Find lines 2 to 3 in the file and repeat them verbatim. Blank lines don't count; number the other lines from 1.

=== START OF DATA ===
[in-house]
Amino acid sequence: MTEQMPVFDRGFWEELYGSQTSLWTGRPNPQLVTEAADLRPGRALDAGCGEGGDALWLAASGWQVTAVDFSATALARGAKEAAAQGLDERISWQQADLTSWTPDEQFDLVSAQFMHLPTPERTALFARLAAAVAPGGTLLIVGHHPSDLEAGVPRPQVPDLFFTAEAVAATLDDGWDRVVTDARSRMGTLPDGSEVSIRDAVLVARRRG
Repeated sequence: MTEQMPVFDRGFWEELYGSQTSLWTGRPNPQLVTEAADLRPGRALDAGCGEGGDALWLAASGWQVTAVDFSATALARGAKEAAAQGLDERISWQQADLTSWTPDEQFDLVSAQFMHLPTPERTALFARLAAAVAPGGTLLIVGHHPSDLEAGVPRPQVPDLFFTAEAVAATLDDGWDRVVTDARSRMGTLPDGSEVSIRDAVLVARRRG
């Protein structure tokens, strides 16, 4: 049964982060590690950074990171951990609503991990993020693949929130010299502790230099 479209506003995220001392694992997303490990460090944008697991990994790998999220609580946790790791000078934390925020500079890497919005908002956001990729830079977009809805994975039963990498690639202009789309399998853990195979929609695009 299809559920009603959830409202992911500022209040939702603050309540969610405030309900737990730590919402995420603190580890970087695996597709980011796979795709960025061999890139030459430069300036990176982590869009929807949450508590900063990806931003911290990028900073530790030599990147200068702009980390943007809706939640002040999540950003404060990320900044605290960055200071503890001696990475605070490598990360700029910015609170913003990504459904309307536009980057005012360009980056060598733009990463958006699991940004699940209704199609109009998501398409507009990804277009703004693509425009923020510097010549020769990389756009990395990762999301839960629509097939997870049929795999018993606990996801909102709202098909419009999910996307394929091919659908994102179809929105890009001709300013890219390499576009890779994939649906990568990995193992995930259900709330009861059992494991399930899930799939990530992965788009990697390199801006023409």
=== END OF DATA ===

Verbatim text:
Amino acid sequence: MTEQMPVFDRGFWEELYGSQTSLWTGRPNPQLVTEAADLRPGRALDAGCGEGGDALWLAASGWQVTAVDFSATALARGAKEAAAQGLDERISWQQADLTSWTPDEQFDLVSAQFMHLPTPERTALFARLAAAVAPGGTLLIVGHHPSDLEAGVPRPQVPDLFFTAEAVAATLDDGWDRVVTDARSRMGTLPDGSEVSIRDAVLVARRRG
Repeated sequence: MTEQMPVFDRGFWEELYGSQTSLWTGRPNPQLVTEAADLRPGRALDAGCGEGGDALWLAASGWQVTAVDFSATALARGAKEAAAQGLDERISWQQADLTSWTPDEQFDLVSAQFMHLPTPERTALFARLAAAVAPGGTLLIVGHHPSDLEAGVPRPQVPDLFFTAEAVAATLDDGWDRVVTDARSRMGTLPDGSEVSIRDAVLVARRRG